3 Critical Logic Model Mistakes and How To Avoid Them

Are You Making These 3 Critical Logic Model Mistakes In Your Program Evaluation?

A logic model is a great way to create a visual representation of your program. At the core of a logic model, each visual representation, or infographic, illustrates a sequence of cause and effect relationships.

Are you making these 3 critical mistakes in your program evaluation?

It is so easy to make these mistakes. We recognize that managing a program is hard work. It takes a lot of time to make sure that services are being delivered, staffing is secured, and participants are engaged, not to mention all the other things that pop up here and there.

You are very busy, so making these mistakes is not unheard of – actually its pretty common. So here we provide you with information on some of the most common mistakes made when creating a model and how to avoid them. These simple actions will take the ambivalence you might have and replace it with confidence!

Mistake # 1: Making Your Model Too Complicated

At its core, a logic model is intended to communicate with others about your theory or basic assumption about your program. When logic models are too detailed, or complicated, the information is not easy to understand or use.

A great way to easily identify your main point is to answer this question: "Why is this a good solution for the identified problem?"

Logic models come in all shapes and sizes but at the end of the day – it must clearly show "what causes what," "in what order," and "what the desired result is."

What to do Instead:

Don't make your model too complicated. Here are some guidelines for creating a basic logic model for your program and a checklist that will help guide you.

_____ Have you identified the cause and effect connections in an intentional order?

_____ Do you effectively and efficiently convey the purpose of your program?

_____Are you showing what the desired results of your program are?

If you have each of these elements then you have a basic logic model that will successfully engage the supporters of your program. Remember, you are not developing an action plan, that is different. Action plans are more detailed and provide step by step guidelines for program implementation.

Mistake # 2: Leaving the Logic Model, "On The Shelf!"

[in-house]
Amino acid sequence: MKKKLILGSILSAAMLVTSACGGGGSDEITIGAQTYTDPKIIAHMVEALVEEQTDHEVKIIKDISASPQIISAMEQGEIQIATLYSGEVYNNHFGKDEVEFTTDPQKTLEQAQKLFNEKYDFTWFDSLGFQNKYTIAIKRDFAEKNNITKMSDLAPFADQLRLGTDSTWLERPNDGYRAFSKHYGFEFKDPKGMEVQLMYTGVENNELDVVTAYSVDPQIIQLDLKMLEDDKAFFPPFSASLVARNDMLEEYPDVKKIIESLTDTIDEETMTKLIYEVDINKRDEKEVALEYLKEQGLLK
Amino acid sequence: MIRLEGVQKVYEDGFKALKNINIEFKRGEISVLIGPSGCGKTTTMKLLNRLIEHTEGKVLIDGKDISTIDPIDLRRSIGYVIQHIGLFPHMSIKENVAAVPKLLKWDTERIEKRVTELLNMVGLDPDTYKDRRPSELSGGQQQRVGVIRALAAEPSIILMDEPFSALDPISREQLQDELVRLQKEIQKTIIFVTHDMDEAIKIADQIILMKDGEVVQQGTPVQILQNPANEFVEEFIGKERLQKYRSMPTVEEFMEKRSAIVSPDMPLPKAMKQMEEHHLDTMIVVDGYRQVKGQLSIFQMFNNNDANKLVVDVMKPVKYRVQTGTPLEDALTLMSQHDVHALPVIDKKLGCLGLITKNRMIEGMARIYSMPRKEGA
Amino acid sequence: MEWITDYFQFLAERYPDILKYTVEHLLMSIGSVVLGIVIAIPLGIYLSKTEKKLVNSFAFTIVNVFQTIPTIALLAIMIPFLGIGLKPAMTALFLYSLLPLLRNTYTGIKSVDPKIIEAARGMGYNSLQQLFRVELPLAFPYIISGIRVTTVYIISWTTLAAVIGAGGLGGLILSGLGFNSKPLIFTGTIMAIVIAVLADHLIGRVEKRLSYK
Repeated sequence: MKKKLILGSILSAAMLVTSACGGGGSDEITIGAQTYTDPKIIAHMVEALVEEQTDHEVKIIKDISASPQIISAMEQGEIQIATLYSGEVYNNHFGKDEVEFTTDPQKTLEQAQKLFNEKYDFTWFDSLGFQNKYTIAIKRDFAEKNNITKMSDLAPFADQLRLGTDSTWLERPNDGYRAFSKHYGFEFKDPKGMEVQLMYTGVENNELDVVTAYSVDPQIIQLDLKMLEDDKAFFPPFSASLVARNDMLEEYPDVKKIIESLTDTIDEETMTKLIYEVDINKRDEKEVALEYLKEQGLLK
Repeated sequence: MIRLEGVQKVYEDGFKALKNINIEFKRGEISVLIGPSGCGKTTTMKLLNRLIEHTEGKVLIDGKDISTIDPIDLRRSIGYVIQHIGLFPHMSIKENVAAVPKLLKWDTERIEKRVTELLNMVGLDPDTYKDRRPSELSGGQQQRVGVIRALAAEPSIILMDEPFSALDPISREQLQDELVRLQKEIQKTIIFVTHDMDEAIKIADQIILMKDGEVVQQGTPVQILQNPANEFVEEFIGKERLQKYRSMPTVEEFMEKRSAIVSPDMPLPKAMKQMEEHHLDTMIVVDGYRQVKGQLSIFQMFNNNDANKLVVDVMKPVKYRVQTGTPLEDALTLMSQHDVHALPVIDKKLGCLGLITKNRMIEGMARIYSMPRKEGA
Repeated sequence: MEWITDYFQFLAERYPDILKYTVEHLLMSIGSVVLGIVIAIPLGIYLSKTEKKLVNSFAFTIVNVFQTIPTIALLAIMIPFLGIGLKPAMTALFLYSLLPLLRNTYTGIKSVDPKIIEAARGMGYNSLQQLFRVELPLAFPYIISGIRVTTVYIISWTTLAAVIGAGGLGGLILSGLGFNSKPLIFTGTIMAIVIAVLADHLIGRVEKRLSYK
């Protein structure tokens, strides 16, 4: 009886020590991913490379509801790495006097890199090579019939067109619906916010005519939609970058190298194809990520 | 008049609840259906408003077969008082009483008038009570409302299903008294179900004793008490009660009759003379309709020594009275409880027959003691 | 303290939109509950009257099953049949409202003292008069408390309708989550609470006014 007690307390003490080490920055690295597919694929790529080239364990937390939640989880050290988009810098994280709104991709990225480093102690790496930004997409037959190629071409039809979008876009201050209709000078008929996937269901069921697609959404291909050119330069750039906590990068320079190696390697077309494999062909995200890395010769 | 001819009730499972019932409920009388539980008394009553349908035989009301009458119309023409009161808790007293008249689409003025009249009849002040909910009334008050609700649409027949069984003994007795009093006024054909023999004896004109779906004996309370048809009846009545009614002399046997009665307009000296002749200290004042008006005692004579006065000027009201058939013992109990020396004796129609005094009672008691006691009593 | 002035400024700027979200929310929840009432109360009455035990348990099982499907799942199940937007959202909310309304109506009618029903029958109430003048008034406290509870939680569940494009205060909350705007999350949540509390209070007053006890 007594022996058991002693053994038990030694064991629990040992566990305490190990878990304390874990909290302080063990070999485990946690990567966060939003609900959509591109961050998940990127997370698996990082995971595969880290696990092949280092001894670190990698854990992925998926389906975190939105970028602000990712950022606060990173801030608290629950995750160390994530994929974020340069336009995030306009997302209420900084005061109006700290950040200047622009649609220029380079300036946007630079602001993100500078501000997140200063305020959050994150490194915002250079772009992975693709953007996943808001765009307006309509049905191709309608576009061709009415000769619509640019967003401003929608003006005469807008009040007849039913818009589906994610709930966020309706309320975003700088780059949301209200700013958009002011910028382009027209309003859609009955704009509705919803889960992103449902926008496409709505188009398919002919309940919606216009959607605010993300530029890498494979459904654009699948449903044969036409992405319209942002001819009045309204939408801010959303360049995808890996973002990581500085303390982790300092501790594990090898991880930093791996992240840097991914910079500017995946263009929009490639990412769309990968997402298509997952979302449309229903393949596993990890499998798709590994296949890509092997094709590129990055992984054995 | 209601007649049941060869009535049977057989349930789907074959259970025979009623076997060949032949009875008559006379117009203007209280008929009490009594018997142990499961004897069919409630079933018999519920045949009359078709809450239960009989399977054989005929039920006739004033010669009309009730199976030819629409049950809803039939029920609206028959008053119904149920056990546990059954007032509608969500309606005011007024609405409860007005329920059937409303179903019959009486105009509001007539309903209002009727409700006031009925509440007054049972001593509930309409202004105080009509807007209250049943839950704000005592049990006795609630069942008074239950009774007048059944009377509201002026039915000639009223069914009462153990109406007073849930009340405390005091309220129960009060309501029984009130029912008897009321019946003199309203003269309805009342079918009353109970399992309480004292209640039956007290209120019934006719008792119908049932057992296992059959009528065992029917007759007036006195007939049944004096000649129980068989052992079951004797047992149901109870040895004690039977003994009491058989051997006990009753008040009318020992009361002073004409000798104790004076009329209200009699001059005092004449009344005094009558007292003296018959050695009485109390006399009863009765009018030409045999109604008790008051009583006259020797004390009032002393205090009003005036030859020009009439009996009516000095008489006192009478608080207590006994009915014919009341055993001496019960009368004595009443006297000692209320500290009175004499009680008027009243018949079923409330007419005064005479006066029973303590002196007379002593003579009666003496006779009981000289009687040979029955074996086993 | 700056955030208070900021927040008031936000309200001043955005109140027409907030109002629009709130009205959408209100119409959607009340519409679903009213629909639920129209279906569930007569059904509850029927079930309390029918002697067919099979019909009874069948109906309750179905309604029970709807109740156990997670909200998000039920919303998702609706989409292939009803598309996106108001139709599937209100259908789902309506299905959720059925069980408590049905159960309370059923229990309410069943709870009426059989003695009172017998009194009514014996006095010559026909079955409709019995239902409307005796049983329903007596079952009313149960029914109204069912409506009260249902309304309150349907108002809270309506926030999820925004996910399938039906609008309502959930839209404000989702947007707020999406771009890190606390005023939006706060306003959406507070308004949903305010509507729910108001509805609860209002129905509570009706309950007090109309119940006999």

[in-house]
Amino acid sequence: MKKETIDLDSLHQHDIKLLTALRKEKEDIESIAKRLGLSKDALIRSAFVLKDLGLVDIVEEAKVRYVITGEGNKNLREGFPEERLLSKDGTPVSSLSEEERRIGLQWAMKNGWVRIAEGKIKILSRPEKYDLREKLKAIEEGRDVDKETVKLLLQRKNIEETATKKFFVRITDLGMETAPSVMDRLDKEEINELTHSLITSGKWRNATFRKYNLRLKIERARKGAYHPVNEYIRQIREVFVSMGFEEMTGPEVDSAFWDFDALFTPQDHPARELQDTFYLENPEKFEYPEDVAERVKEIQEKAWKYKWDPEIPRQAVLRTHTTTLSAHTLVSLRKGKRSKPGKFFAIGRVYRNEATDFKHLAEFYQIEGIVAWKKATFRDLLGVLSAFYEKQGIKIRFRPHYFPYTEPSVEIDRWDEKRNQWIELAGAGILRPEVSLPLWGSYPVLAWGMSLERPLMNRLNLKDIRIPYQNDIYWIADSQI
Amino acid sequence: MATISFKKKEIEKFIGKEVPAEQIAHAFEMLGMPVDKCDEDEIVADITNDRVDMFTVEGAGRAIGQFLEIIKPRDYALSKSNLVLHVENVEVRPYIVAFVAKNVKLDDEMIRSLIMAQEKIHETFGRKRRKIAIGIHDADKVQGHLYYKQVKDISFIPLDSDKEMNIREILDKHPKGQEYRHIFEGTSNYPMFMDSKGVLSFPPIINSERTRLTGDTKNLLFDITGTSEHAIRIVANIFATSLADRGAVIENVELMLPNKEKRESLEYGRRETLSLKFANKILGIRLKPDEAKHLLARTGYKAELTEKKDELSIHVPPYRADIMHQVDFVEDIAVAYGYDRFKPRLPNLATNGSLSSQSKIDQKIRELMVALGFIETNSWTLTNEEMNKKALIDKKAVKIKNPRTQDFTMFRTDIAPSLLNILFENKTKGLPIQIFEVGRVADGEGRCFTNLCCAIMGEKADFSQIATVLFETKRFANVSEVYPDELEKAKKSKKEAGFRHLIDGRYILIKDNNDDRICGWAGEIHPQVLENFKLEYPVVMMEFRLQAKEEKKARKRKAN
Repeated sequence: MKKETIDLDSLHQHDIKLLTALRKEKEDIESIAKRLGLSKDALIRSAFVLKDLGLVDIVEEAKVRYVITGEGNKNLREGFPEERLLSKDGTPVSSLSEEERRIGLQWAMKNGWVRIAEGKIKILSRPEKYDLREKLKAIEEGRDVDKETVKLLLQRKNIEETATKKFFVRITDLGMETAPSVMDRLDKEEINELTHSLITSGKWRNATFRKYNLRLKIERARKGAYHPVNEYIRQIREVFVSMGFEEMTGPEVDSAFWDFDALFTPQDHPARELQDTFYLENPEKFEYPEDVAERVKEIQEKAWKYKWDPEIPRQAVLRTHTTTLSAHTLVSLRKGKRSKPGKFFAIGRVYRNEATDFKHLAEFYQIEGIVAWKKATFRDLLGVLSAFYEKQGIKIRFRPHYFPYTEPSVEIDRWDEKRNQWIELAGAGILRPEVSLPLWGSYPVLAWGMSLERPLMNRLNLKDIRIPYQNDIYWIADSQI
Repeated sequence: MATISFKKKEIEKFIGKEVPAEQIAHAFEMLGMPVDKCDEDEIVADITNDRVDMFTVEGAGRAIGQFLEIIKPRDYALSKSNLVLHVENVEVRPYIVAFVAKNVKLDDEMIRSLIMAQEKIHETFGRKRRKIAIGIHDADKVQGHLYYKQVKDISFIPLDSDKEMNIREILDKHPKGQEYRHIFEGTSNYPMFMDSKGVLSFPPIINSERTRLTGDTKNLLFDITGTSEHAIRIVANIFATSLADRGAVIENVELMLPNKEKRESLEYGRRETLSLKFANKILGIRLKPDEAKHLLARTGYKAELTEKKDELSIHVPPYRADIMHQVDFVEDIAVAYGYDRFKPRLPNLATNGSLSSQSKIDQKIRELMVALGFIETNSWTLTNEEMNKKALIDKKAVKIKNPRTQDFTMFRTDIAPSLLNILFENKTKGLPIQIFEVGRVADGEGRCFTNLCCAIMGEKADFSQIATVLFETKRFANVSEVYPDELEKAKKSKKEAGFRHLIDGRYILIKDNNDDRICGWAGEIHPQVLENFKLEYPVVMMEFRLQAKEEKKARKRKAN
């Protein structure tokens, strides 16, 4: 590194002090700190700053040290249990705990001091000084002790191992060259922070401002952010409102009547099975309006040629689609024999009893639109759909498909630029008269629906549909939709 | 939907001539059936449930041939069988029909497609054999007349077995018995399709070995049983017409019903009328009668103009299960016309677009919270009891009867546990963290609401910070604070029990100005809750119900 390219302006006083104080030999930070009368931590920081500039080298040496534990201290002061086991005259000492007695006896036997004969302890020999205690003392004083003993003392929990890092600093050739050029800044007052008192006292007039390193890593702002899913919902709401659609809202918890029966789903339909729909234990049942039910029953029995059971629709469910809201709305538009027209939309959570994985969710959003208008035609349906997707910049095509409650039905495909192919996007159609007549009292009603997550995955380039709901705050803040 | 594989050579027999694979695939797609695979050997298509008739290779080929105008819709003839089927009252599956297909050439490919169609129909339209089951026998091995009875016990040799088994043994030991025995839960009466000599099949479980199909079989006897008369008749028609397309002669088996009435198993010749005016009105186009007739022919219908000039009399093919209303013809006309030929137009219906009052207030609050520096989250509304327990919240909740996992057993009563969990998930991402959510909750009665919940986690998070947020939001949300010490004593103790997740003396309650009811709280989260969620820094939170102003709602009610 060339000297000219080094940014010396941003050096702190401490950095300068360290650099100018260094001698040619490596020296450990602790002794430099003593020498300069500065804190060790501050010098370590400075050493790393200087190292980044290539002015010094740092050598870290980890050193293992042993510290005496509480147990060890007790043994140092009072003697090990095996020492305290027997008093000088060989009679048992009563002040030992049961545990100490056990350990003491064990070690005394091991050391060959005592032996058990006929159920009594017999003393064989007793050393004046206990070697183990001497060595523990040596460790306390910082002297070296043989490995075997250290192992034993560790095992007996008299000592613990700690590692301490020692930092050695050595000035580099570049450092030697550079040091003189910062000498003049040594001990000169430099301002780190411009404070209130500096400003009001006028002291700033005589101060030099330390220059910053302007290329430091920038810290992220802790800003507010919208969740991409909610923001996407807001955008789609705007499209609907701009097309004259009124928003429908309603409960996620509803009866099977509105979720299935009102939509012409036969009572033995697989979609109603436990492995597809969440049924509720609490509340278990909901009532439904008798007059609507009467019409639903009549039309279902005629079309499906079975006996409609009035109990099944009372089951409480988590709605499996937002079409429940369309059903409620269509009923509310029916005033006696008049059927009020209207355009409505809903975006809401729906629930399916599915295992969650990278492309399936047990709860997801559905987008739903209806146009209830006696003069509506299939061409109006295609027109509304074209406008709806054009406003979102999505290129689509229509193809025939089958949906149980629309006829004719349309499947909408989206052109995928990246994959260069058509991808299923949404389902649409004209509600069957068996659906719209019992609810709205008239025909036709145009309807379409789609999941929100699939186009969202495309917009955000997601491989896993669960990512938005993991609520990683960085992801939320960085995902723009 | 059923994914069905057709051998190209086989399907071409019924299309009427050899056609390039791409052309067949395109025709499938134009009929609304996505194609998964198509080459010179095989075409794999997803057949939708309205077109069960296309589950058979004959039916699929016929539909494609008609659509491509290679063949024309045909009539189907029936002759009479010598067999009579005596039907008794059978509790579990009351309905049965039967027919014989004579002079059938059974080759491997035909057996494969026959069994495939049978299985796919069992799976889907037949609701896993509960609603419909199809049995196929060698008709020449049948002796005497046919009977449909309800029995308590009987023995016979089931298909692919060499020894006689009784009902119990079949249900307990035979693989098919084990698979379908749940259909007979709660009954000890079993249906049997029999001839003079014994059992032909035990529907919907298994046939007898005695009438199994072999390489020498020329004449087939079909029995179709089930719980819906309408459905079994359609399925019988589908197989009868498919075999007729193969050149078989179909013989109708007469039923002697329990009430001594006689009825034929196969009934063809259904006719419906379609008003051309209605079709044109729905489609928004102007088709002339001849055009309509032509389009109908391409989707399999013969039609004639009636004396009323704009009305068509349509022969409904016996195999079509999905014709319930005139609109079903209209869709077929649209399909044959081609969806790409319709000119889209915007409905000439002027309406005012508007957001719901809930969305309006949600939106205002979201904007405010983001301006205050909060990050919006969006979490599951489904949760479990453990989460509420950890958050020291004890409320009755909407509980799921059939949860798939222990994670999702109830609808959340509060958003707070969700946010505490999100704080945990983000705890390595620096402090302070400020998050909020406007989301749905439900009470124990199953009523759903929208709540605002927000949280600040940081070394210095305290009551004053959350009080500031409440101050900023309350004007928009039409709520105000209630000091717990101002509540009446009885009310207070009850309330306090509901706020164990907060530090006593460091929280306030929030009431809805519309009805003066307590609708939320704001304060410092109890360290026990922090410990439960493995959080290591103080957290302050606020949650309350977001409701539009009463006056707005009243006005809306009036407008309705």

When was the last time you touched your logic model? Do you believe that logic models, once created, do not change? This is one of the greatest misconceptions and mistakes that logic modelers and program managers make. The belief that logic models are static prevents the successful use of the model as a tool in your program.

New information becomes available every day. Obviously, an every day review would be tedious and an inefficient use of your time and effort. Reviewing your model too often also can prevent you from getting your program up and running or sustained. However, a periodic review – a minimum of once a month – will promise that on-going learning and program development are present and clearly represented for key leaders and program champions.

What to do instead:

Use your logic model to show how change unfolds during the implementation of your program. A great way to keep track of these changes is to have program leaders jot down areas of success and barriers routinely. Even if you are busy making sure that programs are running smoothly, make a commitment to review your accomplishments and successes regularly.

Don't leave it on the shelf – don't let it get dusty! It is important to keep a clear focus on the value of your logic model as an effective tool. When used regularly, it can help you anchor on your program strengths and adjust where there is opportunity for program growth and development.

Mistake # 3: The "What Did She Just Say?" Effect

We've all been there – you get up in front of an audience or your sitting with your leadership team and you get "the look." Yes – the look expressing that the audience member has no idea what you are talking about? This has happened to each of us- at least once – and can be the greatest barrier to engagement, support, and sustainability.

How do you get "the look?" Most often it is because you are experiencing the "What did she just say?" effect. In other words, you are using language that acts as a barrier to communication and understanding instead of enhancing the audiences knowledge and experience. The third biggest mistake to developing a successful logic model is using too much technical language. Keeping your language simple is key to building support for your program and confidence in your key champions.

What to do instead:

A basic logic model is like a simple road map that provides information on where to go, when, and what the desired destination will be. For example, "What I am about to show you is an infographic (or picture) about what [insert name of program here] is doing, how it's getting done, and what we hope to achieve with these efforts."

Using these simple terms, will guarantee that the majority of your audience will be on the same page and understand what you are hoping to accomplish by running your program.

I know that you have run into these challenges with your logic model and if you haven't experienced these challenges yet – pay close attention because they may present as a challenge in your future.

You don't want to make these 3 critical mistakes, do you?

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